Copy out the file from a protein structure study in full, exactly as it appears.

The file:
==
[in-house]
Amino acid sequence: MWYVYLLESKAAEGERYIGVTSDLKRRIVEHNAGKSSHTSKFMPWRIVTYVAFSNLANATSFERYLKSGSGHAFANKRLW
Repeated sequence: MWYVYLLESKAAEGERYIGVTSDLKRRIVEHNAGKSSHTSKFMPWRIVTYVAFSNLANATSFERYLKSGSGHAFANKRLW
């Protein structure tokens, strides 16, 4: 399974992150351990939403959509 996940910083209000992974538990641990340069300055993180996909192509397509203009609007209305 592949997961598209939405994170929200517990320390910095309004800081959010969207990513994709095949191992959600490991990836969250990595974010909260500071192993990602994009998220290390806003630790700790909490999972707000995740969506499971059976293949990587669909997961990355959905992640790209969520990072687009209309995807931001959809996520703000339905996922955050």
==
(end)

[in-house]
Amino acid sequence: MWYVYLLESKAAEGERYIGVTSDLKRRIVEHNAGKSSHTSKFMPWRIVTYVAFSNLANATSFERYLKSGSGHAFANKRLW
Repeated sequence: MWYVYLLESKAAEGERYIGVTSDLKRRIVEHNAGKSSHTSKFMPWRIVTYVAFSNLANATSFERYLKSGSGHAFANKRLW
């Protein structure tokens, strides 16, 4: 399974992150351990939403959509 996940910083209000992974538990641990340069300055993180996909192509397509203009609007209305 592949997961598209939405994170929200517990320390910095309004800081959010969207990513994709095949191992959600490991990836969250990595974010909260500071192993990602994009998220290390806003630790700790909490999972707000995740969506499971059976293949990587669909997961990355959905992640790209969520990072687009209309995807931001959809996520703000339905996922955050």